In the back of Indigos Boston headquarters—past the gleaming new desks, past empty rooms awaiting new employees after a $100 million fundraising round—is a giant elevator. The elevator has one main purpose: to haul dirt up by the pallet load.
Indigo is an agriculture company. But it doesnt sell seeds or fertilizer or pesticides or any of the typical products agriculture companies have made billions selling in the past century. It sells bacteria, as a coating sprayed onto seeds—bacteria that could replace the chemical fertilizers modern agriculture has come to rely on. And this fall, farmers are harvesting 50,000 acres of the cotton planted with Indigos first product, designed to help the crop grow in low-water conditions.
Just as the human microbiome has opened up new frontiers in human medicine, scientists think that the plant microbiome could change modern ag. Indigo is not the first to take notice. Big ag companies like Monsanto, Bayer, and DuPont are all racing ahead into so-called microbials, with smaller startups maneuvering their way in too. What makes Indigo stand out is its singular focus on bacteria that live inside plants, called endophytes, rather than those that live on or around it.
Thousands of types of bacteria may live on plants; only dozens or maybe hundreds live inside. But the very fact that bacteria live inside plants is surprising. It catches almost everybody off guard, says Indigo CEO David Perry. And these bacteria that plants allow inside their roots, leaves, and stems can be beneficial, allowing them to, for example, capture nutrients from the air. Plants even pass along their endophytes via seeds, packaging their beneficial bacteria up into a convenient packet for their offspring. Because fewer bacteria live inside the plant than outside, endophytes also face less competition, meaning they’re more likely to be effective as a product for farmers.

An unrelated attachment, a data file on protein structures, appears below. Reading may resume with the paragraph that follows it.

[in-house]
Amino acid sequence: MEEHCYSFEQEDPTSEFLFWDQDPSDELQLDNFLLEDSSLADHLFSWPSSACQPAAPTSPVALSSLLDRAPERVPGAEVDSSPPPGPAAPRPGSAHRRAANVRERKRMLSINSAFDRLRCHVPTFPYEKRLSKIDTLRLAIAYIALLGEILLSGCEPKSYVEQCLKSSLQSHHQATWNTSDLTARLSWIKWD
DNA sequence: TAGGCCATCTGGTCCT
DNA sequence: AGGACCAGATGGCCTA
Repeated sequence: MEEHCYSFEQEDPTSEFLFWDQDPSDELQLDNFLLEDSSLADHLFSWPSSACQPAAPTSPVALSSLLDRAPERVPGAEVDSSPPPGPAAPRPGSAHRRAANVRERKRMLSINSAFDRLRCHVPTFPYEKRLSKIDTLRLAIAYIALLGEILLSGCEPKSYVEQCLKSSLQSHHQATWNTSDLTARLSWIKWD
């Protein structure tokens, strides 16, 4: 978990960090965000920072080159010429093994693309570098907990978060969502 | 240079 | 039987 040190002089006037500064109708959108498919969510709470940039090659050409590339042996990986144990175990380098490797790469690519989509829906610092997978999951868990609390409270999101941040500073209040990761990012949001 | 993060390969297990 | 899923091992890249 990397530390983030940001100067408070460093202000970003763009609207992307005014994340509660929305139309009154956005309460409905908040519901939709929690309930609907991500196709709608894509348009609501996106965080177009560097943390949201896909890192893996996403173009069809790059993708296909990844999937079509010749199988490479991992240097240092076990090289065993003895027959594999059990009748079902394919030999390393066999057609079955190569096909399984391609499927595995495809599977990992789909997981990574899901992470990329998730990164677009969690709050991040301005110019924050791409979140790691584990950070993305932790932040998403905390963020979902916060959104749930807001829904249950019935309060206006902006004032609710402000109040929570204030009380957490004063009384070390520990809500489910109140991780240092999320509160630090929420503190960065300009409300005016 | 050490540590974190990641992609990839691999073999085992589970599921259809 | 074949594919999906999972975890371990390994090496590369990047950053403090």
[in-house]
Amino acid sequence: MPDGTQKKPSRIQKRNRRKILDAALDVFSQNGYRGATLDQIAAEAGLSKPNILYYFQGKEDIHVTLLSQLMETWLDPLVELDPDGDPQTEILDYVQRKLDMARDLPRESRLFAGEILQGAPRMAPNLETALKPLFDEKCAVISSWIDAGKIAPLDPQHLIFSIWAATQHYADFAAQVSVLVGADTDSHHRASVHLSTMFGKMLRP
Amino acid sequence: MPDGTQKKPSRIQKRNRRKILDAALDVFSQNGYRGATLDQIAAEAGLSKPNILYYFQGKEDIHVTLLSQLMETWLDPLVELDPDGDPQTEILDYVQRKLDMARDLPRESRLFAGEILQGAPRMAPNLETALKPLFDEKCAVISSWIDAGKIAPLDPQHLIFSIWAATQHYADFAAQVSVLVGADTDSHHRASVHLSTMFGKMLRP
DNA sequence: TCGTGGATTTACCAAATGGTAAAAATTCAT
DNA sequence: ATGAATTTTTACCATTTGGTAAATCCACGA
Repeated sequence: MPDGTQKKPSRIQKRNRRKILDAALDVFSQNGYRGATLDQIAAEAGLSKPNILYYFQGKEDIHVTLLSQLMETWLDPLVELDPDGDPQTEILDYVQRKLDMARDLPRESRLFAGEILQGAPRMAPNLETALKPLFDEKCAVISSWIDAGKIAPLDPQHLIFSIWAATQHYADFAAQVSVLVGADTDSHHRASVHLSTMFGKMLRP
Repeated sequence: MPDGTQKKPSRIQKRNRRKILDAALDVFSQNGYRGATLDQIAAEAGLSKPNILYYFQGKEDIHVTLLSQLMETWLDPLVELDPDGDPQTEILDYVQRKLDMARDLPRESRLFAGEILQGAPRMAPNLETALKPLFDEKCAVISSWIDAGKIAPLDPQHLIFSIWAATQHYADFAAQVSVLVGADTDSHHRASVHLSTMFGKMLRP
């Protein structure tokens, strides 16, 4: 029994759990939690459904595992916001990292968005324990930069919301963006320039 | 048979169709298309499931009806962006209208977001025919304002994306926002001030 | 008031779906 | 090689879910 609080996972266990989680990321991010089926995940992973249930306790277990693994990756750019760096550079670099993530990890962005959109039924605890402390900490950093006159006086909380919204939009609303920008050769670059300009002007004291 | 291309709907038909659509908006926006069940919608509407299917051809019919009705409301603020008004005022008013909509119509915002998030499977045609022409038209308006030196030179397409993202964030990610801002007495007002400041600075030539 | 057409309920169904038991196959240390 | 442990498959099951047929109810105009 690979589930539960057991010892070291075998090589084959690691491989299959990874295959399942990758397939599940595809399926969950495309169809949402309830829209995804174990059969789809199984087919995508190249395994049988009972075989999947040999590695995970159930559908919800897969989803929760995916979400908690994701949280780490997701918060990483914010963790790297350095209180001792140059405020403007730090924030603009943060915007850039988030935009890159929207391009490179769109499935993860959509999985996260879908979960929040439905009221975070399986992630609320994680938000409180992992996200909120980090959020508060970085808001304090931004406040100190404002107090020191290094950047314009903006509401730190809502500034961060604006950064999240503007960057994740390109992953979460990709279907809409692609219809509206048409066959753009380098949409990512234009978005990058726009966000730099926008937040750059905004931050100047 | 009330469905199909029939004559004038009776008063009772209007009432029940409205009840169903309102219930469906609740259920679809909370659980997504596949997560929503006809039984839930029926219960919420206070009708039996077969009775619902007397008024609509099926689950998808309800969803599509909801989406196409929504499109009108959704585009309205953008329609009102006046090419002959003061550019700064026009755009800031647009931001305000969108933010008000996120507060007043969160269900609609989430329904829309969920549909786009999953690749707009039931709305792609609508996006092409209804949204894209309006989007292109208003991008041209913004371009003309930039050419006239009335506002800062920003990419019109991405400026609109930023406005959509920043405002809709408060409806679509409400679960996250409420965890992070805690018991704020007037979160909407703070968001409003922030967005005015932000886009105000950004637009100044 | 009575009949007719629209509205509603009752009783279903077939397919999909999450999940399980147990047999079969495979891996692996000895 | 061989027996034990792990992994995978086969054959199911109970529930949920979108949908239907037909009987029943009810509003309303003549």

But endophytes were initially slow to gain recognition. Joseph Kloepper, now a plant biologist at Auburn who works with several plant microbiome companies, remembers that most of the early work was down in the Soviet Union, which didnt have access to the chemical fertilizers and pesticides that dominated in the west. For many years, it was looked down upon as not very good science, he says.
But the falling cost of DNA sequencing has made it possible to easily sequence and sample plant microbiomes. Were all of a sudden having tools to study entire communities rather than single microbes, says Maggie Wagner, a plant biologist at North Carolina State University. Cheap sequencing means its much easier to go out prospecting and cataloguing microbes.
Thats exactly what Indigo has spent the past several years doing. With its network of collaborators, the company has collected microbes from plants all around the world. What the companys scientists have noticed, says Perry, is that modern monoagriculture seems to have wiped out the diversity of endophytes—just as it has with the genetic diversity of the plants themselves. So Indigo set out to sample wild and non-commercial plants, too. “I think we have one the largest collections of endophytes now,” says Perry, “and were just getting started.”
Indigo first tests its endophytes in a grow room in its Boston office—hence the dirt elevator. If those bacteria prove to increase yields indoors, it goes to greenhouse and farms across the country. This falls cotton crop, sprayed with Indigos first commercial bacteria product, will be the true test of how much bacteria can improve a harvest in a world challenged by drought. If it works, great. If not, Indigo has hundreds of bacteria it can keep testing.